Wayang Kulit, also known as shadow puppetry is an ancient form of storytelling and entertainment using flat two-dimensional puppets which have been painstakingly hand carved out of cow or buffalo hide, then hand-painted.
Each puppet has been designed and created in a human shape and given a distinctive appearance and not unlike its string puppet cousins with joints.
Its true origin is somewhat a mystery, though it has a strong Javanese and Hindu influence.
Nowadays, however, you can practically find it spread out, in different styles and forms cross Asia, even up to Turkey and China.
Here in Malaysia, it is most popular in the East Coast of Peninsular Malaysia, particularly in Kelantan, the heartland of Wayang Kulit, where it took root more than 250 years ago.
All of the varieties of this unique theatre form employ the principle of light and shadow to bring to life its characters, depicted by intricately carved puppets.
One man is responsible for breathing life into this array of characters: the master puppeteer and storyteller known as the Tok Dalang.
During a typical performance, which can last for a few hours, the Tok Dalang sits behind a semi-transparent white cloth which acts as a screen. The puppet figures are silhouetted onto the screen with an oil lamp/light bulb as the light source.
The stories of the wayang kulit are traditionally based on the Hindu epics of the Ramayana and the Mahabharata. Usually, the Tok Dalang begins by introducing the main characters; first the puppet storyteller, followed by Maharaja Wana (Rawana), Sri Rama (Rama), Siti Dewa (Sita), the Laksamana and the court jesters, Pak Dogol and Wak Long.
The Tok Dalang is believed to go into a trance just before his performance to have the ability to use different voices for each character.
And while we know wayang kulit characters are beautifully crafted, the audience is only able to see the shadows of each one as they are manipulated by the skilful Tok Dalang.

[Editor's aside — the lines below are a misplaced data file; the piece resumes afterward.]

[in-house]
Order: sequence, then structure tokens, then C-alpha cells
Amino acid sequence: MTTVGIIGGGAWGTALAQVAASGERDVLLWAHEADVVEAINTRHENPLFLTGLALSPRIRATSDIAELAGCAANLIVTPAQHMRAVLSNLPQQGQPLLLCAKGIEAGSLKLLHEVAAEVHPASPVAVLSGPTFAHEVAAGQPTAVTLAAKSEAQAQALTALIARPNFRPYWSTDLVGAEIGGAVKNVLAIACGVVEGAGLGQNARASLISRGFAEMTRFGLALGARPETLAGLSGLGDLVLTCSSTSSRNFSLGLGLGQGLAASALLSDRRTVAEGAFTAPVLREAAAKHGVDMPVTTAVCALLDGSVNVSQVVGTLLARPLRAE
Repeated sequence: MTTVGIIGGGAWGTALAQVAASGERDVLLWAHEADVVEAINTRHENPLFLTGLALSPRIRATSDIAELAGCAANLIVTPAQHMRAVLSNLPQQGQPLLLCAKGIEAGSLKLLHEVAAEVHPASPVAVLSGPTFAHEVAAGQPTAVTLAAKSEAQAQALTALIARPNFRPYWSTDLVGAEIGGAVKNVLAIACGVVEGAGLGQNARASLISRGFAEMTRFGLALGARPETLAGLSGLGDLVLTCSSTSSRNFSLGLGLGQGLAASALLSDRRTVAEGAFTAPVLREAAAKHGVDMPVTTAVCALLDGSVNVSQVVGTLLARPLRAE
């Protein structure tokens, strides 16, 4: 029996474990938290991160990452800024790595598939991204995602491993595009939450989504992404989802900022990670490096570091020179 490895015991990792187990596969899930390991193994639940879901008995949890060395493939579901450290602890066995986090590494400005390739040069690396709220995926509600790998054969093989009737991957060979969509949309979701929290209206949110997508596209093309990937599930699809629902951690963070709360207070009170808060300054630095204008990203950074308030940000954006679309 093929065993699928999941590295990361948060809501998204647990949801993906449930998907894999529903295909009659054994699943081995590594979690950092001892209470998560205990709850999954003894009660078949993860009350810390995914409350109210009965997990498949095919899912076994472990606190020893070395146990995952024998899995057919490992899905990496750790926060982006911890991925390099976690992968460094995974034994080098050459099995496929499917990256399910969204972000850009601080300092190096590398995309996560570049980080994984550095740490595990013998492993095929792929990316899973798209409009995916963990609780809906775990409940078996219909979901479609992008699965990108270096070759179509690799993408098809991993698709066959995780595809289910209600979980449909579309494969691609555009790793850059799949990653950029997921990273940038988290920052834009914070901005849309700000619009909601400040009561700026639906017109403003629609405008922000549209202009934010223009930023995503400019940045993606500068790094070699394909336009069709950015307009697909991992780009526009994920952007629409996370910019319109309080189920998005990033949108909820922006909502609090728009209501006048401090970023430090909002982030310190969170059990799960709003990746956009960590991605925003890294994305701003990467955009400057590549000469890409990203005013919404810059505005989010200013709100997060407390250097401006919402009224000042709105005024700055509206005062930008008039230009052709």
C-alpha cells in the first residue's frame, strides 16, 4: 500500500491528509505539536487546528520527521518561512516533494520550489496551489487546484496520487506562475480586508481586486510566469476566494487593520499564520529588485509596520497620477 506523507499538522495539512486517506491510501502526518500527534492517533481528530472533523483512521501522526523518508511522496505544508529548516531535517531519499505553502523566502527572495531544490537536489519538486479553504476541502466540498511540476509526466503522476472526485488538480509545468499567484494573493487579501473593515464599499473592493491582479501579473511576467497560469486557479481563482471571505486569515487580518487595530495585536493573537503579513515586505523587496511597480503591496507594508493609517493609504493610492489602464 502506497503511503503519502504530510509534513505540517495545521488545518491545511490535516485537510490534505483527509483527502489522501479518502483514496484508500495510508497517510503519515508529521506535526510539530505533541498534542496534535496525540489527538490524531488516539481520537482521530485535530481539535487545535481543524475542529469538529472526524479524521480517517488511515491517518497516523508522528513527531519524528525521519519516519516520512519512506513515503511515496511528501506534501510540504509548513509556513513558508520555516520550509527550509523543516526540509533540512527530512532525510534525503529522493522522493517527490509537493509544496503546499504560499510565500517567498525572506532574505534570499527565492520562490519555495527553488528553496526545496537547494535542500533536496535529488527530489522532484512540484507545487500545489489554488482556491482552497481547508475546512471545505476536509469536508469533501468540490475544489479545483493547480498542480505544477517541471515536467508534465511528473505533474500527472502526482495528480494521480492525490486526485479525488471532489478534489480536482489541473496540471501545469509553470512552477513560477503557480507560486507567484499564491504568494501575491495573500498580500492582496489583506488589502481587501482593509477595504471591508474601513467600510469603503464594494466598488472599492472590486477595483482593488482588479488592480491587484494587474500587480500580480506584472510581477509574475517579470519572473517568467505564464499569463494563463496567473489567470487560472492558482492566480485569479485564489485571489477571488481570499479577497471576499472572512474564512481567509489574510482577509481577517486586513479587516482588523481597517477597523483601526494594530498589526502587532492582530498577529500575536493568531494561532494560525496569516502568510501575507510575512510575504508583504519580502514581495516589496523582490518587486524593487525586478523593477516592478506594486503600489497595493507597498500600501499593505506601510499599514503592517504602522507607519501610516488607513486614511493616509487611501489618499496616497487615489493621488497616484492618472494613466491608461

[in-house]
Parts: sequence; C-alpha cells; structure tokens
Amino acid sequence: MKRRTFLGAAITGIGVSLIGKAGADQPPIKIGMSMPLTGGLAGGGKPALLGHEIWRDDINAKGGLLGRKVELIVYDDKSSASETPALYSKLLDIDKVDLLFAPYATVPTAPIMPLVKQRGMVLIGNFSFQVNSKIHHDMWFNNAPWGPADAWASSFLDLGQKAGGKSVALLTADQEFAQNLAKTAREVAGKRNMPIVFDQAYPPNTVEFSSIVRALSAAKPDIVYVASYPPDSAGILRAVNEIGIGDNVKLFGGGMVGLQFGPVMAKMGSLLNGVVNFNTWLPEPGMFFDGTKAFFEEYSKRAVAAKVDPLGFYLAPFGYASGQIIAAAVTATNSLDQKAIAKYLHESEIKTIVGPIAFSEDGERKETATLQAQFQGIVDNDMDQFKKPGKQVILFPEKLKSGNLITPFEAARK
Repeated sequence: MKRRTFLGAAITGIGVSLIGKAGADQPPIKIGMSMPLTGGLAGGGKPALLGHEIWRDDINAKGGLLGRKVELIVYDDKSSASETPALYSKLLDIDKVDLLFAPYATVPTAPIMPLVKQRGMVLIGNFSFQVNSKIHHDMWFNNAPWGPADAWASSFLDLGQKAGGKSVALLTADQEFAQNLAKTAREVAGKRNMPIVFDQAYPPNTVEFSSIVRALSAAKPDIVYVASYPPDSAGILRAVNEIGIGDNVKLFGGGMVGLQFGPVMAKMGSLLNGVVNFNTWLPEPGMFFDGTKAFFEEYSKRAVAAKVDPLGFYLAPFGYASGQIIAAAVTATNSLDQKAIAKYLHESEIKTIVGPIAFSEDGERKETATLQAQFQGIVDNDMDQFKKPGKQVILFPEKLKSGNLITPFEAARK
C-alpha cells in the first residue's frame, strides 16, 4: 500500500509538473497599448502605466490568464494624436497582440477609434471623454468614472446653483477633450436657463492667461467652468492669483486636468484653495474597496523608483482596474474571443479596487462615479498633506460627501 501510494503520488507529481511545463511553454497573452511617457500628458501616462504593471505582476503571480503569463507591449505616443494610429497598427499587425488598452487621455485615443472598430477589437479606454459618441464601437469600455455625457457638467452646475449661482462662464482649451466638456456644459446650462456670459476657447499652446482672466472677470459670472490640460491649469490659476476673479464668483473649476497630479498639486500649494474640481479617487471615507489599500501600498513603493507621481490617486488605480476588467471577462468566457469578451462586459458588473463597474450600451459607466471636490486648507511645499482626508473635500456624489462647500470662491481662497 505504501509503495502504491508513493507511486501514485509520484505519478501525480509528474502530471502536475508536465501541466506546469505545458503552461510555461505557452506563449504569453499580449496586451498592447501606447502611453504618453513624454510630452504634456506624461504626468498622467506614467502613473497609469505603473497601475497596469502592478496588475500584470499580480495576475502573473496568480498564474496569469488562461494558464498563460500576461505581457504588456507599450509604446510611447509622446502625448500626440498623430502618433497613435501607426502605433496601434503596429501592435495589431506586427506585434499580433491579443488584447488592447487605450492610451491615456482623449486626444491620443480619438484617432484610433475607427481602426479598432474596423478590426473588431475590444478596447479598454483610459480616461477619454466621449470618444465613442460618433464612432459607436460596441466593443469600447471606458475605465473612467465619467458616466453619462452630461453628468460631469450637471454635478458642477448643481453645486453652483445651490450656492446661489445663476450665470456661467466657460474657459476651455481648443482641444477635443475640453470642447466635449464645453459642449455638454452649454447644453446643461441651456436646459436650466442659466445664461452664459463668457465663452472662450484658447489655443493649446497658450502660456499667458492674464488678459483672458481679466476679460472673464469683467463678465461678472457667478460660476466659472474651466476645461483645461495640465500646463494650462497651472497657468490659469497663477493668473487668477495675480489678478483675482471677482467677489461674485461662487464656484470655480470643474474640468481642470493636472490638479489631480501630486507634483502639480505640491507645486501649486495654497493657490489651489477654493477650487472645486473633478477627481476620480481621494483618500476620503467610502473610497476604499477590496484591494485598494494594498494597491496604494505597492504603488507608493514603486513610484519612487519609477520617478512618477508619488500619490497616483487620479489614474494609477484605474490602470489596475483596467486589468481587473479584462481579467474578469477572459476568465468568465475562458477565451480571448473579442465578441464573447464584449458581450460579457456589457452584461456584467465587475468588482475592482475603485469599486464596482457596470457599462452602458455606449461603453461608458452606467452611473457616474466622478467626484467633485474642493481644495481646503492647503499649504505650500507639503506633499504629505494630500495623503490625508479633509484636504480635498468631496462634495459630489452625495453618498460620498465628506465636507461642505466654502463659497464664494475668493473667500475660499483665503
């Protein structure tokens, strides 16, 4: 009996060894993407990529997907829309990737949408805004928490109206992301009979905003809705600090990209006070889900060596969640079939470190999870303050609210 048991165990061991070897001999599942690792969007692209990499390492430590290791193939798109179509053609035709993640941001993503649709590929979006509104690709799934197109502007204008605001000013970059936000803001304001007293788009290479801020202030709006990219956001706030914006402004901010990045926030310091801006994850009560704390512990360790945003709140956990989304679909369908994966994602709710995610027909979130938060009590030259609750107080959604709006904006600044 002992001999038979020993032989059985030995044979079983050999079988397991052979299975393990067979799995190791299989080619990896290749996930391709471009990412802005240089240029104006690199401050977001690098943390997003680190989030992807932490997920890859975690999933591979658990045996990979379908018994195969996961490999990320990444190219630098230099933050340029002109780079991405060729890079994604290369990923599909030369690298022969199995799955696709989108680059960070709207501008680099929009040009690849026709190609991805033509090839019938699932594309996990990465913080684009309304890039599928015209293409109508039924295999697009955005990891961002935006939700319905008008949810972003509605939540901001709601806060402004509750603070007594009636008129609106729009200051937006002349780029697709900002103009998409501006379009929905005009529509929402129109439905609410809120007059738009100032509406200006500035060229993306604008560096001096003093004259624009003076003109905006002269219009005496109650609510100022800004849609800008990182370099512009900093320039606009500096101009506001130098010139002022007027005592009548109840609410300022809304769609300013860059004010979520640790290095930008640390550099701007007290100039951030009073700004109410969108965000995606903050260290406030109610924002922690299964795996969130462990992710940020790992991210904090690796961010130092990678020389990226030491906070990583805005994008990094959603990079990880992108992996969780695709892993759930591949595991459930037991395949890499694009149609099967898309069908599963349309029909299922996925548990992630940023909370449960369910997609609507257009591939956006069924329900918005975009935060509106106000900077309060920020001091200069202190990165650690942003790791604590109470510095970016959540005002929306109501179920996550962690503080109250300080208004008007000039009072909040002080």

So as you can imagine, it can be equally fascinating to watch the shadows and follow the story, as well as watch how the performance is done behind the screen.
The wayang kulit performance can be accompanied by a gamelan orchestra, and consist from anywhere between 10 to 30 musicians.
Back in 1990, when the conservative political party PAS came into power in Kelantan, the staging of Wayang Kulit was banned due to its un-Islamic elements.
However, the practitioners of this dying art form have adapted to try to keep the wayang kulit alive…
And so instead of the traditional tale of Hikayat Sri Rama, the stories currently are told are based on local folklore, history, popular comedies, current issues and secular tales.
Performances nowadays occur for a few reasons: to entertain, educate, and/or commemorate a special occasion. Because of this “modernisation” of the Wayang Kulit, the Kelantan State Government has since lifted the ban.
References to current events, pop-culture and even politics are added to performances. Modern day performances are abbreviated versions; traditionally performances lasted throughout the night.
The puppets have also evolved to take up any role unlike the original puppets which are fixed characters. You can also find buildings and cars incorporated.
What amused those of us from the #AboutKL FAM trip when we went to check out this exhibition at the National Museum was that we found puppets made in the likeness of the superhero characters Wonder Woman , Superman , and Batman, hand made by Malaysian artist Tintoy Chuo being exhibited at the Shadow Puppet Exhibition there… as well as famous characters from Star Wars….
The Wayang Kulit exhibition will continue at the National Museum until February 2017. You can check out and be mesmerized by the more than 150 pieces of wayang kulit artefacts some which are said to be more than 100 years old.
There are also exhibits on the musical instruments and protocol observed in the performances and the exhibits will be displayed in both Bahasa Malaysia and English.
Be sure not to miss some of the interesting activities lined up, which include performances, wayang kulit puppet-making demonstrations and sale of craft products related to wayang kulit.
The ‘Simbolisme Pameran Wayang Kulit Nusantara Disebalik Layar’ (Malay Archipelago Shadow Puppets: Symbolism Behind The Screen Exhibition) is ongoing until end of February 2017 at Gallery 3, National Museum, Kuala Lumpur.
How to get there – From KL Sentral Station, take RapidKL Bus No. 115 or KL Hop-In-Hop-Off bus No. 12 or you can also walk 0.5 km to the National Museum (Muzium Negara) using the path and signage provided from KL Sentral Station
It is open daily from 9am to 6pm. Admission is free.
For details, visit www.facebook.com/JabatanMuziumMalaysia or call 03-2267 1000.
Address – Jabatan Muzium Malaysia, Jalan Damansara, Tasik Perdana, 50566 Kuala Lumpur